DA (10:07):
That's exactly right. And I think, the other major thing is like, once you kind of understand that I've been the buyer persona, you also can look at those growth channels or your demand gen channels a little bit easier. So, you know, you said you went through all the different steps after you started working with the sales team, you gave them materials and stuff like that. What was the campaign that you initially worked on and how, how did that go? Was there any initial learnings or, or tweakings that you found, you know, unique or special?

LL (10:34):
Well, I'll tell you, and this is a great, you know, this is a great lesson for somebody coming in that early on. So one of the, the early, I would say it was sort of sales leadership and people here, felt really strongly he came from an industry that was, higher volume, so I would say lower price point, right? As far as the product but higher volume. And so when I stepped in they had already signed up for a list purchasing service as far as leads and marketing generation goes. So one of the first things we did for, for outbound was to build out our very first nurture campaign or outreach campaign. And I will tell you, not only did I cancel that list purchasing, before the year ended out, but we then spend, probably a good nine to 12 months trying to then clean that junk out of our database. So great lesson to somebody coming into a new industry or coming into new organization where you really don't have a contact database, you don't have a leads database, right. So you have to start from something. List purchasing is double double-edged sword. It's not something that I would, um, I would do again, but it was a good learning for me because I had never get, I came from a very similar industry but a much more mature, a technology solution, a solution that had been in the marketplace for a long time. So, so lead generation was very much, you know, word of mouth, customer testimonials or salespeople knowing exactly who to go to to try to convert them off of one product onto another product. It was not, you know, I have no idea who to go talk to. So very different approach to the market. But I had never seen something in such a high touch sale. I'd never seen it list by. And so I thought, well that's interesting. I'll try it out. I've never done anything like that. Try it out. And again, now that I've tried it out, I would not necessarily recommend it or do it again.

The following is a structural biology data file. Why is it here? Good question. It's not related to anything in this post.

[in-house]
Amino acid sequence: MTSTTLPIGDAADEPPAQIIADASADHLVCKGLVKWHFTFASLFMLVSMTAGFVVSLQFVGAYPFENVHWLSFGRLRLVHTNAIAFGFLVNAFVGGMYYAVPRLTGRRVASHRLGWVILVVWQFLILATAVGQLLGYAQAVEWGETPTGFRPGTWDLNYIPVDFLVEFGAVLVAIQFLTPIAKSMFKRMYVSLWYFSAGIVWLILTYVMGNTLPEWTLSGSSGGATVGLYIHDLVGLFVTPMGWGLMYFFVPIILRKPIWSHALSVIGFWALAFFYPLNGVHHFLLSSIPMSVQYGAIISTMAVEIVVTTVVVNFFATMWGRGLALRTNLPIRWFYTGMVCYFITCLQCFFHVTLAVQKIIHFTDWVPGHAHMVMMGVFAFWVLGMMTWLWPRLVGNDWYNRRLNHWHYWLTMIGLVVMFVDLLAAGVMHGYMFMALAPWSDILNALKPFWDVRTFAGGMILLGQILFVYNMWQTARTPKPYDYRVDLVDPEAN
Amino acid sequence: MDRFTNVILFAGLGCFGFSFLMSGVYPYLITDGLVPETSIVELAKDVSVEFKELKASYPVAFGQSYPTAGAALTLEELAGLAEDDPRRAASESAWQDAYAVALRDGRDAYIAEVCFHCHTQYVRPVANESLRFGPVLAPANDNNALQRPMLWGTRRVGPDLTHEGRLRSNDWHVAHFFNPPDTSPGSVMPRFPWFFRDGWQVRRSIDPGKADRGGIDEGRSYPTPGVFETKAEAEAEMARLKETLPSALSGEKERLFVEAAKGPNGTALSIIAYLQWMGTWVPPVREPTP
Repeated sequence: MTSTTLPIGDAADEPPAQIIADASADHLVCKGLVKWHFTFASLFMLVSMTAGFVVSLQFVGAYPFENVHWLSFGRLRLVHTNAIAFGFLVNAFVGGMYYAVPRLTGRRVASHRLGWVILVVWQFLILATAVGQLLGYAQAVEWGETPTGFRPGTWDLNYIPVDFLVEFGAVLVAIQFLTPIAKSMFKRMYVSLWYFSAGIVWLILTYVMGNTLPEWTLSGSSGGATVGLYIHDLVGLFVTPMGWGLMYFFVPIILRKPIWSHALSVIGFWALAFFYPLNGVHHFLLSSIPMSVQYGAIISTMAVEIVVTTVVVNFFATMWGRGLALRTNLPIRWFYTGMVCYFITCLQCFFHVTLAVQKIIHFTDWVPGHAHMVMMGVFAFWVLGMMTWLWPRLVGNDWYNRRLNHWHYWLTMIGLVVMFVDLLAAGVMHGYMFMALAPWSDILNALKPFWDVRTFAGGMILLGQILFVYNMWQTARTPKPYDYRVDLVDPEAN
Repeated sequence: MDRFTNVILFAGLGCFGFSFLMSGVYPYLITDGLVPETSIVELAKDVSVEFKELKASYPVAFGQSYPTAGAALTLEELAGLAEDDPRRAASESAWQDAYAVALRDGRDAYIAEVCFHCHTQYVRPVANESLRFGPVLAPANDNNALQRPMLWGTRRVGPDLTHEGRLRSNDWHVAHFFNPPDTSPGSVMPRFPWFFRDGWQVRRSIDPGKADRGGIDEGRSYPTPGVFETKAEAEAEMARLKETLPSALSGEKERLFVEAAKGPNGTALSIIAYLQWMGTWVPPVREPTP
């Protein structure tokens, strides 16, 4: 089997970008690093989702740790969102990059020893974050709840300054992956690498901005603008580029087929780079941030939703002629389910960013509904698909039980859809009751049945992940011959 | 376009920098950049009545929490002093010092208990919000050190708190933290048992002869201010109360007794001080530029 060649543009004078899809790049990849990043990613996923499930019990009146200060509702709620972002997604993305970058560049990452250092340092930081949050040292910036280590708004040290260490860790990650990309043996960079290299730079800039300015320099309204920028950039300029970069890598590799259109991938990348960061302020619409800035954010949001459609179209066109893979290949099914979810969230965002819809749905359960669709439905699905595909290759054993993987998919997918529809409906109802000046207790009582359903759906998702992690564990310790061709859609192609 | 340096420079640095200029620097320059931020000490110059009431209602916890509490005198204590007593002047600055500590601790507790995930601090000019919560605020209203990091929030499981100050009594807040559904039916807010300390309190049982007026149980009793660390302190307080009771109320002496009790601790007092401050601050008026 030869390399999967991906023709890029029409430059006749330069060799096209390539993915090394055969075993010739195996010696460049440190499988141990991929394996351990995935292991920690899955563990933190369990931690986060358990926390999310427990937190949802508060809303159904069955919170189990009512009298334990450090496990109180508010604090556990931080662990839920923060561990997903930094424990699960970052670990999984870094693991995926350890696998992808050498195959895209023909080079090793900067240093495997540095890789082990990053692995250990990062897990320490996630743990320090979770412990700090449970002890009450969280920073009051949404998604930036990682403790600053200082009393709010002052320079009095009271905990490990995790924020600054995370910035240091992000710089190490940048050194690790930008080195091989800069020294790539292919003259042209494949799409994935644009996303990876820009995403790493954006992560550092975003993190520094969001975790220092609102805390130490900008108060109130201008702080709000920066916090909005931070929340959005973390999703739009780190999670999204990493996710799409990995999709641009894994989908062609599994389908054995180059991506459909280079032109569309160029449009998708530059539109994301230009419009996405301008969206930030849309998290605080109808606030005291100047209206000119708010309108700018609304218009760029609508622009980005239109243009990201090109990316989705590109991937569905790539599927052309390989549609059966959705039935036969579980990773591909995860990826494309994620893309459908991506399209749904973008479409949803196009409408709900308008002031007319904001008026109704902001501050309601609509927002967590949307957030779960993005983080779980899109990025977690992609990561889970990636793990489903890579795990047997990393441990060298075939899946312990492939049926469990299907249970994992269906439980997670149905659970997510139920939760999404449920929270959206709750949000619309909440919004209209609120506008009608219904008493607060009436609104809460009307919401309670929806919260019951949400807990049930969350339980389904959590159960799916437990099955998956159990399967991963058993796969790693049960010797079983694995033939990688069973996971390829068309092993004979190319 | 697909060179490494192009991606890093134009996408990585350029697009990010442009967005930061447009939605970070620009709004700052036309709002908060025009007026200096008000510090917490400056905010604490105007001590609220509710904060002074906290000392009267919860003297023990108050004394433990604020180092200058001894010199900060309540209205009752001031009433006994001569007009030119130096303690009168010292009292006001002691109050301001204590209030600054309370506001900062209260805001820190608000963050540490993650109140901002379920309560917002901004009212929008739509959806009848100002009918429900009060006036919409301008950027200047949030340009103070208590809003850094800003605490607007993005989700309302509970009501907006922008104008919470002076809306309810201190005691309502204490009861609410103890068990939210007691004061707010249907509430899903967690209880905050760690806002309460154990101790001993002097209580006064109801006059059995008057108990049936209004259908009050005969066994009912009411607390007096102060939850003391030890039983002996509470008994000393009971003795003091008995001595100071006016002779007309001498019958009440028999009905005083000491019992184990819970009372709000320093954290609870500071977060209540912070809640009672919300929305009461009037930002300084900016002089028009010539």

Speaker 1 (12:44):
A hundred percent. Would you say that you went much more, you know, value based leads, leads that you knew were valuable because they were specific to the customer persona you had versus just saying, hey, we're going to hit everyone?

LL (12:57):
Yeah. And even though we segmented it by persona. So even though we did, I mean the very first nurture campaign we ever did, or you know, outreach campaign was segmented. So that's a good thing. We had a specific use cases for those personas that we're selling. We had, um, you know, I come from a strong, you know, content marketing background as well. So luckily we had a pretty rich content campaign that was, again, one of the first things I did was put the calendar in place of everything and what are the messages going to be and how we're going to message to the different personas and what kind of content we're going to serve up. So we were building out a very robust but beginning steps of a customer journey, right from a content perspective. But, the, the list you were talking about a customer, again that is a very particular customer, you're selling into an extremely high level in the organization and that high level in the organization, again, specific to this industry, you know, has an, has an Admin who picks up the phone so you're not going to be doing outbound calling because you'll never get to the person or again, they have filters on their emails that are going to be very, very robust because it is an industry that is highly privatized, meaning data privacy and the everything around sharing their, it's a very regulated industry, right? So there's blocks on their ip addresses. So a lot of that, you know, wasn't thought about it when we kind of went, that approach was put in place and again it had worked for, um, for this person in, in his other company. And so he wanted to try it. I had never seen anything like that and I thought, well, why not try it? But, um, I think the answer in the end was not the right way to get the right contact in your database. Right. This is a high touch industry, it's going to be a high touch contact that you into a leads database. It's not going to come from a list.

DA (14:56):
Makes a ton of sense. Would you say that there's been marketing channels that you've seen kind of transform both the industry you were in before into this industry and something that's just like a proven channel that you can lean on? Here Lists purchasing and like cold outbound to a purchase list probably not one of those things, but you said before content marketing. Do you feel like that's an experiment that no matter what industry you're going into, if you were starting from scratch, that's something you would dial in on?

LL (15:20):